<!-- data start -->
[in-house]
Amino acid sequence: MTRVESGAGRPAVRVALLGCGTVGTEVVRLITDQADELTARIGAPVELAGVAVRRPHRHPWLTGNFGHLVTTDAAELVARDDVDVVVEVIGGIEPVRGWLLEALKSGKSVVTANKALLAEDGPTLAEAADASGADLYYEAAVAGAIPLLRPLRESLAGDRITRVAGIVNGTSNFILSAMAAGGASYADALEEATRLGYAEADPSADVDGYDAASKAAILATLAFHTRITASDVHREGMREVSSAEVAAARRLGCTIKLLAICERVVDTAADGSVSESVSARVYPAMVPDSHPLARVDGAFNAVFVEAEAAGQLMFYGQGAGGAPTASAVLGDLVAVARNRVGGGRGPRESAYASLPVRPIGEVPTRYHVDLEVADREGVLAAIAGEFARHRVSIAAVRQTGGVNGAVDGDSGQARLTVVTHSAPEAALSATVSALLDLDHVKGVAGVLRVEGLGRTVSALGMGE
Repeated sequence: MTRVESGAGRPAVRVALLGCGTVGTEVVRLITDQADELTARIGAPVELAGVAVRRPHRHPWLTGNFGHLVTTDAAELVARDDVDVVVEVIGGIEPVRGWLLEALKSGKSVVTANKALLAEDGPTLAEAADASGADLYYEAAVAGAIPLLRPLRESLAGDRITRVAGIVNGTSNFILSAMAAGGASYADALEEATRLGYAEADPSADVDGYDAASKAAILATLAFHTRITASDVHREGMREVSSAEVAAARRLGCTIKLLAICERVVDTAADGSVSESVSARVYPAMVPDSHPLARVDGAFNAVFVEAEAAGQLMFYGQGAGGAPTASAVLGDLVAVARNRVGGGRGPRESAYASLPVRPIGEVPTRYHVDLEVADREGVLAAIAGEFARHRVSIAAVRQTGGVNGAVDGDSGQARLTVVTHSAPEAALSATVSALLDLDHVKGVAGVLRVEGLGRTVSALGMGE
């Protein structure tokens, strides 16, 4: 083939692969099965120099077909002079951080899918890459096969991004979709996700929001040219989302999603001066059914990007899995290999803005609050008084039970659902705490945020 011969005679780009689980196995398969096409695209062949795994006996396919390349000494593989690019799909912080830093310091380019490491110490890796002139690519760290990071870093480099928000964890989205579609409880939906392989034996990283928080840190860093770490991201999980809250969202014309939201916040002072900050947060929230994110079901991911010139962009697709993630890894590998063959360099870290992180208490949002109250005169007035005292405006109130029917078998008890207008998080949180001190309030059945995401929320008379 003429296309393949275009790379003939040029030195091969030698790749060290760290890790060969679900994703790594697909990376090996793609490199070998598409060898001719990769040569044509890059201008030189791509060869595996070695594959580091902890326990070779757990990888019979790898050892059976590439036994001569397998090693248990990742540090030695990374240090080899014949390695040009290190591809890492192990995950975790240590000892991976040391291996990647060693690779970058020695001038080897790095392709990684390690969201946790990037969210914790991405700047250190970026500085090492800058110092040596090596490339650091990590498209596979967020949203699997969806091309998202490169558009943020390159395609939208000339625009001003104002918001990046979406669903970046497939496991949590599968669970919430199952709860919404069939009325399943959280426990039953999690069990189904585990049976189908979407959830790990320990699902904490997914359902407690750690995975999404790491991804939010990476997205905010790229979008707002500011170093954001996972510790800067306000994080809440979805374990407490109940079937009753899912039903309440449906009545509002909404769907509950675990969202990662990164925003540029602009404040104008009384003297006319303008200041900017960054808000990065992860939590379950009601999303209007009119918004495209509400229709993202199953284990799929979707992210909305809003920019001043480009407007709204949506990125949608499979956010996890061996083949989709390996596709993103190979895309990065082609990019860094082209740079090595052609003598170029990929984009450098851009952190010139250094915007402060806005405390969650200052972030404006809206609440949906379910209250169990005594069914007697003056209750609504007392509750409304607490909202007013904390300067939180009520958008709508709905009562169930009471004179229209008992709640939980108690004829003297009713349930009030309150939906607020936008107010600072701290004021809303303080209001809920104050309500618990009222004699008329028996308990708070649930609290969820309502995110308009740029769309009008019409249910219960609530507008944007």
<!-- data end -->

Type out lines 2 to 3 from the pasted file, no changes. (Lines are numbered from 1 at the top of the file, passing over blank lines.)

Amino acid sequence: MTRVESGAGRPAVRVALLGCGTVGTEVVRLITDQADELTARIGAPVELAGVAVRRPHRHPWLTGNFGHLVTTDAAELVARDDVDVVVEVIGGIEPVRGWLLEALKSGKSVVTANKALLAEDGPTLAEAADASGADLYYEAAVAGAIPLLRPLRESLAGDRITRVAGIVNGTSNFILSAMAAGGASYADALEEATRLGYAEADPSADVDGYDAASKAAILATLAFHTRITASDVHREGMREVSSAEVAAARRLGCTIKLLAICERVVDTAADGSVSESVSARVYPAMVPDSHPLARVDGAFNAVFVEAEAAGQLMFYGQGAGGAPTASAVLGDLVAVARNRVGGGRGPRESAYASLPVRPIGEVPTRYHVDLEVADREGVLAAIAGEFARHRVSIAAVRQTGGVNGAVDGDSGQARLTVVTHSAPEAALSATVSALLDLDHVKGVAGVLRVEGLGRTVSALGMGE
Repeated sequence: MTRVESGAGRPAVRVALLGCGTVGTEVVRLITDQADELTARIGAPVELAGVAVRRPHRHPWLTGNFGHLVTTDAAELVARDDVDVVVEVIGGIEPVRGWLLEALKSGKSVVTANKALLAEDGPTLAEAADASGADLYYEAAVAGAIPLLRPLRESLAGDRITRVAGIVNGTSNFILSAMAAGGASYADALEEATRLGYAEADPSADVDGYDAASKAAILATLAFHTRITASDVHREGMREVSSAEVAAARRLGCTIKLLAICERVVDTAADGSVSESVSARVYPAMVPDSHPLARVDGAFNAVFVEAEAAGQLMFYGQGAGGAPTASAVLGDLVAVARNRVGGGRGPRESAYASLPVRPIGEVPTRYHVDLEVADREGVLAAIAGEFARHRVSIAAVRQTGGVNGAVDGDSGQARLTVVTHSAPEAALSATVSALLDLDHVKGVAGVLRVEGLGRTVSALGMGE